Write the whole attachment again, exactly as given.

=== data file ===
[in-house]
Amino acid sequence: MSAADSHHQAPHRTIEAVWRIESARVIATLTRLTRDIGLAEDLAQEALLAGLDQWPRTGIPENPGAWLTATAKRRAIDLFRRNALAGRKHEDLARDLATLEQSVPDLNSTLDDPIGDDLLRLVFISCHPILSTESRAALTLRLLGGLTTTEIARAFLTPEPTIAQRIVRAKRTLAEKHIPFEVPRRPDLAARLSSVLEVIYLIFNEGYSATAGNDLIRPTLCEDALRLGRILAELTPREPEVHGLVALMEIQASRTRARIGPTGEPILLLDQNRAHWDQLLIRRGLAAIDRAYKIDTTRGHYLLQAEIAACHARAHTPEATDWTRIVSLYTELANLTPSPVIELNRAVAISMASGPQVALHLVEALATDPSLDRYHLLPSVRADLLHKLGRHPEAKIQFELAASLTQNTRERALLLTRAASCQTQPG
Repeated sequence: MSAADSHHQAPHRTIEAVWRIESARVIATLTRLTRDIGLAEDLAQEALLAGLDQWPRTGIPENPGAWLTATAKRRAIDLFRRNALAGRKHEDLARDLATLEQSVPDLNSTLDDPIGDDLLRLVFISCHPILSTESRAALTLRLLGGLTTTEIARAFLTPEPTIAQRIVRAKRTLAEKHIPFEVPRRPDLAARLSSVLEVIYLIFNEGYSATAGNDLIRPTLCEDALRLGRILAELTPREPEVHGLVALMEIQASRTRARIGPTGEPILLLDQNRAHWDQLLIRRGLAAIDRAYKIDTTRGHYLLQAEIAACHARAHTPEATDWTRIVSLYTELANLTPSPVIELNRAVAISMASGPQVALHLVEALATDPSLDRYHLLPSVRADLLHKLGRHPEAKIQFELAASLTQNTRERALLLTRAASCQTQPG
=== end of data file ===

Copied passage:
[in-house]
Amino acid sequence: MSAADSHHQAPHRTIEAVWRIESARVIATLTRLTRDIGLAEDLAQEALLAGLDQWPRTGIPENPGAWLTATAKRRAIDLFRRNALAGRKHEDLARDLATLEQSVPDLNSTLDDPIGDDLLRLVFISCHPILSTESRAALTLRLLGGLTTTEIARAFLTPEPTIAQRIVRAKRTLAEKHIPFEVPRRPDLAARLSSVLEVIYLIFNEGYSATAGNDLIRPTLCEDALRLGRILAELTPREPEVHGLVALMEIQASRTRARIGPTGEPILLLDQNRAHWDQLLIRRGLAAIDRAYKIDTTRGHYLLQAEIAACHARAHTPEATDWTRIVSLYTELANLTPSPVIELNRAVAISMASGPQVALHLVEALATDPSLDRYHLLPSVRADLLHKLGRHPEAKIQFELAASLTQNTRERALLLTRAASCQTQPG
Repeated sequence: MSAADSHHQAPHRTIEAVWRIESARVIATLTRLTRDIGLAEDLAQEALLAGLDQWPRTGIPENPGAWLTATAKRRAIDLFRRNALAGRKHEDLARDLATLEQSVPDLNSTLDDPIGDDLLRLVFISCHPILSTESRAALTLRLLGGLTTTEIARAFLTPEPTIAQRIVRAKRTLAEKHIPFEVPRRPDLAARLSSVLEVIYLIFNEGYSATAGNDLIRPTLCEDALRLGRILAELTPREPEVHGLVALMEIQASRTRARIGPTGEPILLLDQNRAHWDQLLIRRGLAAIDRAYKIDTTRGHYLLQAEIAACHARAHTPEATDWTRIVSLYTELANLTPSPVIELNRAVAISMASGPQVALHLVEALATDPSLDRYHLLPSVRADLLHKLGRHPEAKIQFELAASLTQNTRERALLLTRAASCQTQPG